It was about nine o’clock in the evening of the last Sunday in October, 1972 when I made a decision that would change my life.  The cold weather started a little earlier that year and the October chill was a new experience for me since I had been living in India till April of that year.  Prior to coming to the United States, I was residing in one of the rooms in the Mar Dionysius Seminary. My room was close to the office of the residence of the Metropolitan of the Outside Kerala Diocese, His Grace Mathews Mar Athanasius, who later became the Catholicos of the East.  At that time, there were not many parishes outside of Kerala so all parishes in the USA, UK, New Delhi, Madras, etc. were all under one diocese called the “Outside Kerala Diocese” led by His Grace Mathews Mar Athanasius.  I had heard much from the Diocesan office and the Metropolitan himself about the trouble of the only parish in New York where priests were ‘slinging mud’ at each other, and where there was lack of leadership among them.  Laity was using this chance to show their prominence, rejecting the leadership of the clergy. Thus, five lay people of that parish incorporated the parish in their own names, excluding all clergy.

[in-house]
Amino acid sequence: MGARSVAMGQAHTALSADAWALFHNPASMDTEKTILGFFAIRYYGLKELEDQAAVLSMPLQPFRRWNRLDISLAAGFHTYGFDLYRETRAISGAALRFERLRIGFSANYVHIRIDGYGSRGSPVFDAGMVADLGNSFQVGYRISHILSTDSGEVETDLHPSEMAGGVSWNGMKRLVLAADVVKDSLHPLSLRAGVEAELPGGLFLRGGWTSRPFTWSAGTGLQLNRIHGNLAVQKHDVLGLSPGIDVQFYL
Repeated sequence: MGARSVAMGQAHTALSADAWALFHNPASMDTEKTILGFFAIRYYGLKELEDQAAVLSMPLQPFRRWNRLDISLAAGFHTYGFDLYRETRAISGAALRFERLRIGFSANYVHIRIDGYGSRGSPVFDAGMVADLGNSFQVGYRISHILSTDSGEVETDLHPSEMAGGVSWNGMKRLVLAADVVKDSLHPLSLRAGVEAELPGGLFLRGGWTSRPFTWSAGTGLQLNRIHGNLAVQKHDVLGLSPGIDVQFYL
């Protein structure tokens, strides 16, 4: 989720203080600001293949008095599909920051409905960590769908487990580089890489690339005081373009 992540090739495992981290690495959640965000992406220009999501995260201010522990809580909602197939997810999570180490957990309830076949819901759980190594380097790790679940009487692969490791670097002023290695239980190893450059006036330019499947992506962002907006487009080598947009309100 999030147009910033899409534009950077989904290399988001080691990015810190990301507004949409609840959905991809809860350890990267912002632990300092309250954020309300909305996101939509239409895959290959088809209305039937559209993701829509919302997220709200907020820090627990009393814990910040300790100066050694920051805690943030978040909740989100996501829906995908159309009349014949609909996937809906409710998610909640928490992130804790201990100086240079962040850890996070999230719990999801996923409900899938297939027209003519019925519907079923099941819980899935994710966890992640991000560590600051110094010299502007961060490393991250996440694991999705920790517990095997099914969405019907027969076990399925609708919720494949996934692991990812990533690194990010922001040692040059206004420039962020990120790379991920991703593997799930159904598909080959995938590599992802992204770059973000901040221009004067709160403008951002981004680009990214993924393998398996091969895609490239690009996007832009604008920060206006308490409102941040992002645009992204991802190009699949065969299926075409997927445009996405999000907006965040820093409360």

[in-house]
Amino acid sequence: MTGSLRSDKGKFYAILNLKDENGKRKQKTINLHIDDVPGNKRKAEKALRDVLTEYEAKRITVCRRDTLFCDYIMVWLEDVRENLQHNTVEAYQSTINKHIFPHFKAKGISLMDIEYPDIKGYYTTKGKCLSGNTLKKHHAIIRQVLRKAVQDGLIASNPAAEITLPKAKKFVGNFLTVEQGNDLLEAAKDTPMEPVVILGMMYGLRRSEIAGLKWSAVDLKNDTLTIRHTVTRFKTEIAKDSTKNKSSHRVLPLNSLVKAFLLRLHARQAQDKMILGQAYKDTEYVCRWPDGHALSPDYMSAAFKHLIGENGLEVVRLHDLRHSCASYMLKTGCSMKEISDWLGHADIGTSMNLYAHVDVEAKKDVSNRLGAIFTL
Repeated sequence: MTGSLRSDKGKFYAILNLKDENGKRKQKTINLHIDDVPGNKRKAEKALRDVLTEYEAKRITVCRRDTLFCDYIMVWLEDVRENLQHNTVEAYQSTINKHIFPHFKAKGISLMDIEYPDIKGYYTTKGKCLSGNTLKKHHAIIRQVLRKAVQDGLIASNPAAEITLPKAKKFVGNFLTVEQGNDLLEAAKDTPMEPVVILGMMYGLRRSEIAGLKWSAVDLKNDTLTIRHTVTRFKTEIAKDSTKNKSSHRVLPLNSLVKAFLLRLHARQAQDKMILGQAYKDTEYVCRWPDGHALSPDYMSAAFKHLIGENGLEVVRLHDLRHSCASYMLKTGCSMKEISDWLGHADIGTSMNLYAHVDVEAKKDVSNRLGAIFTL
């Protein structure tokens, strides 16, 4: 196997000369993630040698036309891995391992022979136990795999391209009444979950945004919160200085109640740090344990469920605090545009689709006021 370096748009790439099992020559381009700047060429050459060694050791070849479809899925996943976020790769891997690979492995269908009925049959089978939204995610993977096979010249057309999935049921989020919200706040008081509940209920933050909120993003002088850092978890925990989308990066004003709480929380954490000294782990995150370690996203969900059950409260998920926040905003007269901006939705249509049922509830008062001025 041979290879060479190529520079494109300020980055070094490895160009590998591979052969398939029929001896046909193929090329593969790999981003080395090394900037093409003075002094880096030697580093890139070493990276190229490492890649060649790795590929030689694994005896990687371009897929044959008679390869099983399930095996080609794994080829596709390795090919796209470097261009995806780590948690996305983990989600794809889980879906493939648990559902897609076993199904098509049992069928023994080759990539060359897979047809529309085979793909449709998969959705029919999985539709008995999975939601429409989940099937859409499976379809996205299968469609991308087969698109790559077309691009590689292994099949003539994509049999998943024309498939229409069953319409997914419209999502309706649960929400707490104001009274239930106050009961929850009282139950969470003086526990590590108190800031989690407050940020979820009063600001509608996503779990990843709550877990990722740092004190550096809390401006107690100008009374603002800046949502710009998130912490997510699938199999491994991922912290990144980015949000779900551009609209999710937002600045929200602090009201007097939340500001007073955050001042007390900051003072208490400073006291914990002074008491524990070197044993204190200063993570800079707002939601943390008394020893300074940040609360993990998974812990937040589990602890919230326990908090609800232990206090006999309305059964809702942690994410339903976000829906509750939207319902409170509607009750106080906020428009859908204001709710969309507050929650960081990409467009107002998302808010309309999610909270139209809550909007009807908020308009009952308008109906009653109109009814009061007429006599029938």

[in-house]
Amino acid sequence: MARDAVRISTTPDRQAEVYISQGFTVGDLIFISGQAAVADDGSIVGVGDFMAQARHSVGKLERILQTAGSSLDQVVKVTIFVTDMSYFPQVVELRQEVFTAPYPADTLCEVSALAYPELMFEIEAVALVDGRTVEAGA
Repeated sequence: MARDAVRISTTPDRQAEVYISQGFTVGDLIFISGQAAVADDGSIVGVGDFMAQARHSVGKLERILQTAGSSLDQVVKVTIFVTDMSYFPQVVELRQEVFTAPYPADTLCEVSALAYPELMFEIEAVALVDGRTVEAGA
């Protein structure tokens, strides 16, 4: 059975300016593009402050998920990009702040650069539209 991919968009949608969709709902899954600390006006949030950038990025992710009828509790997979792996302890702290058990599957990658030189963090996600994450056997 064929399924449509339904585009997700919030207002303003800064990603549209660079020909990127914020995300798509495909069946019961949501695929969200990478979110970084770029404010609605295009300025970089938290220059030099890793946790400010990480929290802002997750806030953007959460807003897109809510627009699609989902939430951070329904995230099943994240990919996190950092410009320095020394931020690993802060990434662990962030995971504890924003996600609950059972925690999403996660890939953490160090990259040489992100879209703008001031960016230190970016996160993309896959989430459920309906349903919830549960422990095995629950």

There was a misguided notion in the mind of our people at that time that there was no place for the constitution of the Malankara Orthodox Church in the parishes of the United States.  So they were writing their own bye-laws.  The Metropolitan, to some extent believed this and allowed the congregation to write their own bye-laws.  Since he was a very good administrator and a keen observer of matters, the bye-laws written by the parish were being mailed back and forth from India to the United States and vice versa.  The parish was in a tense stage because of this registration by the laity.  When the members of the congregation knew about this, they started to question the validity of such a registration and strong tension mounted.  This was the time I came to New York from Kottayam.

The date of the General body meeting had been declared in October.  I did not attend the meeting.  I did not even go to the church that day.  I went to a Greek Orthodox Church in Manhattan.  There was man-handling in the general body.  Police came and removed some people from the meeting who made their objections.